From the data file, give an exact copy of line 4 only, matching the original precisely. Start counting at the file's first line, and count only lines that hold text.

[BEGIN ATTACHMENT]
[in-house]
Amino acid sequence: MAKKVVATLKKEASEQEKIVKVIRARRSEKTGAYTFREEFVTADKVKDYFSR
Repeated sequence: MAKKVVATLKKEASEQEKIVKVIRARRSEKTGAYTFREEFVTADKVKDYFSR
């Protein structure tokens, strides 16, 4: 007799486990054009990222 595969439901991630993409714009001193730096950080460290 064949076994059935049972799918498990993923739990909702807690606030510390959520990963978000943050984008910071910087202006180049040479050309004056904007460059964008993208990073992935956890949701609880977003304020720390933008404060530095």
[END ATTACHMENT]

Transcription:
């Protein structure tokens, strides 16, 4: 007799486990054009990222 595969439901991630993409714009001193730096950080460290 064949076994059935049972799918498990993923739990909702807690606030510390959520990963978000943050984008910071910087202006180049040479050309004056904007460059964008993208990073992935956890949701609880977003304020720390933008404060530095």